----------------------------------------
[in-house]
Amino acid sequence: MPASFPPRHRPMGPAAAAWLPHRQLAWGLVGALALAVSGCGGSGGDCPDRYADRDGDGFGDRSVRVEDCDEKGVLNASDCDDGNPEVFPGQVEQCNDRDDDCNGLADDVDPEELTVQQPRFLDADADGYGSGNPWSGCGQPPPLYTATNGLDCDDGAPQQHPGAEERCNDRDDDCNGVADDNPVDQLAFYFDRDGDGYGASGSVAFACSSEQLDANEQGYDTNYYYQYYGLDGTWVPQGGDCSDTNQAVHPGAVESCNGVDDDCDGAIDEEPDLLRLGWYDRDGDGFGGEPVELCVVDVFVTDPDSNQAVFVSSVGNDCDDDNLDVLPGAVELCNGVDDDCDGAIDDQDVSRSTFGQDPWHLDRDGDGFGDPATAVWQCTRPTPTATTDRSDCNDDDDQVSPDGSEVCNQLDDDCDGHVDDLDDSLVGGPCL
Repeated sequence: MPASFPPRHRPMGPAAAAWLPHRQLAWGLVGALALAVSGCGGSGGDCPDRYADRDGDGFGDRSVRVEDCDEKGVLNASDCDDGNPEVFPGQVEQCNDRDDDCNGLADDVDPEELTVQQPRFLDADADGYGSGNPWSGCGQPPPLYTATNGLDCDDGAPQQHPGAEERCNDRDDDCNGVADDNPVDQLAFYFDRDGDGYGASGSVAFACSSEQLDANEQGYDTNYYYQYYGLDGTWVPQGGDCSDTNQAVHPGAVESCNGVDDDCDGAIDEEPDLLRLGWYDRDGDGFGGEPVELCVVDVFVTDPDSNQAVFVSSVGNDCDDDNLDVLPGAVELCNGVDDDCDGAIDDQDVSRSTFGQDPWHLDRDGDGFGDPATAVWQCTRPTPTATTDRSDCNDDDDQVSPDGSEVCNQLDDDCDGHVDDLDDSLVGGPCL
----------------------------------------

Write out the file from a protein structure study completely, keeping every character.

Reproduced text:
[in-house]
Amino acid sequence: MPASFPPRHRPMGPAAAAWLPHRQLAWGLVGALALAVSGCGGSGGDCPDRYADRDGDGFGDRSVRVEDCDEKGVLNASDCDDGNPEVFPGQVEQCNDRDDDCNGLADDVDPEELTVQQPRFLDADADGYGSGNPWSGCGQPPPLYTATNGLDCDDGAPQQHPGAEERCNDRDDDCNGVADDNPVDQLAFYFDRDGDGYGASGSVAFACSSEQLDANEQGYDTNYYYQYYGLDGTWVPQGGDCSDTNQAVHPGAVESCNGVDDDCDGAIDEEPDLLRLGWYDRDGDGFGGEPVELCVVDVFVTDPDSNQAVFVSSVGNDCDDDNLDVLPGAVELCNGVDDDCDGAIDDQDVSRSTFGQDPWHLDRDGDGFGDPATAVWQCTRPTPTATTDRSDCNDDDDQVSPDGSEVCNQLDDDCDGHVDDLDDSLVGGPCL
Repeated sequence: MPASFPPRHRPMGPAAAAWLPHRQLAWGLVGALALAVSGCGGSGGDCPDRYADRDGDGFGDRSVRVEDCDEKGVLNASDCDDGNPEVFPGQVEQCNDRDDDCNGLADDVDPEELTVQQPRFLDADADGYGSGNPWSGCGQPPPLYTATNGLDCDDGAPQQHPGAEERCNDRDDDCNGVADDNPVDQLAFYFDRDGDGYGASGSVAFACSSEQLDANEQGYDTNYYYQYYGLDGTWVPQGGDCSDTNQAVHPGAVESCNGVDDDCDGAIDEEPDLLRLGWYDRDGDGFGGEPVELCVVDVFVTDPDSNQAVFVSSVGNDCDDDNLDVLPGAVELCNGVDDDCDGAIDDQDVSRSTFGQDPWHLDRDGDGFGDPATAVWQCTRPTPTATTDRSDCNDDDDQVSPDGSEVCNQLDDDCDGHVDDLDDSLVGGPCL